Huawei has said its newly announced 5G royalty rate will help increase adoption of the technology because it offers a transparent cost structure that can guide their investments.
The company announced that it will “provide a reasonable percentage royalty rate of the handset selling price, and per unit royalty cap at $2.5”.
This is a considerable impact on the 5G implementation landscape because Huawei has the largest collection of 5G patents in the world, far ahead of rivals such as Nokia, Qualcomm, and Ericsson. But compared to the aforementioned companies, Huawei is charging the lowest 5G patent licensing fee, over 40 per cent less than Nokia and almost a third of what Qualcomm asked for.
“Huawei has been the largest technical contributor to 5G standards, and follows fair, reasonable and non-discriminatory (FRAND) principles when it comes to patent licensing,” Jason Ding, head of Huawei’s intellectual property rights department said at the release of the company’s whitepaper on innovation and intellectual property which captured the details of the structure.
“We hope that the royalty rate we announced today will increase 5G adoption by giving 5G implementers a more transparent cost structure that will inform their investment decisions moving forward,” Ding added.
When a new generation of cellular connectivity is being developed, standards are created that allow phones to latch on these networks and enable global interoperability. When the standards are being set, companies like Qualcomm, Huawei, and Ericsson participate in the process and also come up with new technologies that they can patent in their name.
These patents form a critical component of how these next-generation cellular connectivity standards – 5G in this case – will work and that’s why they get their name – standard-essential patents (SEPs). HUAWEI is licensing its 5G SEPs for use in smartphones made by the likes of Apple and Samsung, in exchange for a royalty fee.
Huawei is the leading name when it comes to the number of 5G patents and by a big margin. According to technology research and intelligence firm GreyB, Huawei had 3,000 declared 5G patent families as of March 2021, followed by Samsung (2,317 patent families) and LG (2,147 patent families), with Nokia, Ericsson and Qualcomm sitting below it. Together, these six companies own 65 per cent of the declared 5G SEP families, while the rest 35 per cent is shared by roughly 70 companies.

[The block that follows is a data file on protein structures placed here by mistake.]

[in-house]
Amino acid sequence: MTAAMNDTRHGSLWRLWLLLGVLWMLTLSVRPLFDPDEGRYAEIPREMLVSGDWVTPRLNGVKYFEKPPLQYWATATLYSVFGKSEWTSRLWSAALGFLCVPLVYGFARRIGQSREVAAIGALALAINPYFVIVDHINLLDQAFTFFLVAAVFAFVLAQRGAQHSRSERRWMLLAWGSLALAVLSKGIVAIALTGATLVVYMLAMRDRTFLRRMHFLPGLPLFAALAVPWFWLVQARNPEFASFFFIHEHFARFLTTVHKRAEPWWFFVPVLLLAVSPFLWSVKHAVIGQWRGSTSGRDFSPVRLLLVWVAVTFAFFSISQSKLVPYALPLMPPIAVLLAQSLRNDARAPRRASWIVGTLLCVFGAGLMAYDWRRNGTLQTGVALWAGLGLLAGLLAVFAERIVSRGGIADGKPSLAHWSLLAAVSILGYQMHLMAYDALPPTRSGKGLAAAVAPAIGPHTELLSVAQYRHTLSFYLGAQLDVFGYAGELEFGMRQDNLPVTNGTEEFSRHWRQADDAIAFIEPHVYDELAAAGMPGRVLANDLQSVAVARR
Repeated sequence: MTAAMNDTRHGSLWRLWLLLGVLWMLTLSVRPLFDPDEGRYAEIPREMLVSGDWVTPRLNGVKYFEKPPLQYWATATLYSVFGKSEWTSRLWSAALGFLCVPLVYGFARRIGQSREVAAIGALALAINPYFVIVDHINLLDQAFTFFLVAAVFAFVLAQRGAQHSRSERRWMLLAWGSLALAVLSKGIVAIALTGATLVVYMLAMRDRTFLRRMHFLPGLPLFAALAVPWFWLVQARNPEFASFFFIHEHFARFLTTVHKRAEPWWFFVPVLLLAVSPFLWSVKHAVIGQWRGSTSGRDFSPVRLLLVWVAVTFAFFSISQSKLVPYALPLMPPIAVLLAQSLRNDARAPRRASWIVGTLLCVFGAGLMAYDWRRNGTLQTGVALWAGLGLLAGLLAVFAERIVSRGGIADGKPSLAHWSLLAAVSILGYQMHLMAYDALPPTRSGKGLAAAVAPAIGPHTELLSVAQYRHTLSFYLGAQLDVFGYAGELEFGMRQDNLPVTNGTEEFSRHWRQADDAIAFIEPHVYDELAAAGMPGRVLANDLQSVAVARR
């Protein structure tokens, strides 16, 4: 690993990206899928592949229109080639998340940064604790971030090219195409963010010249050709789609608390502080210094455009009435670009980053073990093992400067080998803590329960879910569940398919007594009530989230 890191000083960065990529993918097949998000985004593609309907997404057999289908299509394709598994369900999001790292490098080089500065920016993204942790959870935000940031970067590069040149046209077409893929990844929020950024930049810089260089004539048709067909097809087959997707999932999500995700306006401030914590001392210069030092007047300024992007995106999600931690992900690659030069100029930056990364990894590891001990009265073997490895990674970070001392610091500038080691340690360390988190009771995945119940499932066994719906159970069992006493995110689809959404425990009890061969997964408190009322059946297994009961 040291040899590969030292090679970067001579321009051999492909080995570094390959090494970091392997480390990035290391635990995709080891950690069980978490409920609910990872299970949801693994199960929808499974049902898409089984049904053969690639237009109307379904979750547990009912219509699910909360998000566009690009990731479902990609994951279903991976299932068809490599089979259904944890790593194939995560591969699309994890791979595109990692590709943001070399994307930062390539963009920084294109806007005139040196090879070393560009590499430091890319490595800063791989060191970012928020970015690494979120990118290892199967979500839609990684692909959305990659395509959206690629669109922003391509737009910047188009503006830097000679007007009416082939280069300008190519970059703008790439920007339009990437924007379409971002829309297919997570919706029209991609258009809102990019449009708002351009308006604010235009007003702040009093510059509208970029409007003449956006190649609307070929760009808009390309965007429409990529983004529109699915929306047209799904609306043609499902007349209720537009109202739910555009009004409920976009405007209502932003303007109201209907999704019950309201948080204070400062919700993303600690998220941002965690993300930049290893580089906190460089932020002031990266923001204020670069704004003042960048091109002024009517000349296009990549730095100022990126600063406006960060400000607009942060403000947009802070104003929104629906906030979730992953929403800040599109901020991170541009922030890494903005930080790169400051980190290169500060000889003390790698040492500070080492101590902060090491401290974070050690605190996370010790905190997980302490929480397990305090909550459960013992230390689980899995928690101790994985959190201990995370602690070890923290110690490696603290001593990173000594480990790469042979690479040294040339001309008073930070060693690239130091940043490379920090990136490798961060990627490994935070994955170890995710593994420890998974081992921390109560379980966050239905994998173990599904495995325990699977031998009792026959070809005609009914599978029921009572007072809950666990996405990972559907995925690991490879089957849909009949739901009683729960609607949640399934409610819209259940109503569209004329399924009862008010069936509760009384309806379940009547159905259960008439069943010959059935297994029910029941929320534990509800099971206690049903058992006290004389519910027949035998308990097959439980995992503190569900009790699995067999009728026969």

Ding noted that Huawei estimates it will receive about 1.2 to $1.3 billion in revenue from patent licensing between 2019 and 2021. He also announced that for every multi-mode 5G smartphone, Huawei will provide a reasonable percentage royalty rate of the handset selling price, and a per-unit royalty cap at $2.5.
Former director-general of World Intellectual Property Organization (WIPO), Francis Gurry, also spoke at the event saying, “In releasing its license fee structure for 5G standard-essential patents (SEPs), Huawei is promoting the widespread adoption and use of standards designed to ensure interoperability, reliability and transparent competition, while at the same time providing a fair return for investment in R&D.”
Huawei also launched a new patent mini-site on its website, with patents organised into different portfolios. This will be regularly updated to keep the industry informed of the company’s latest innovations.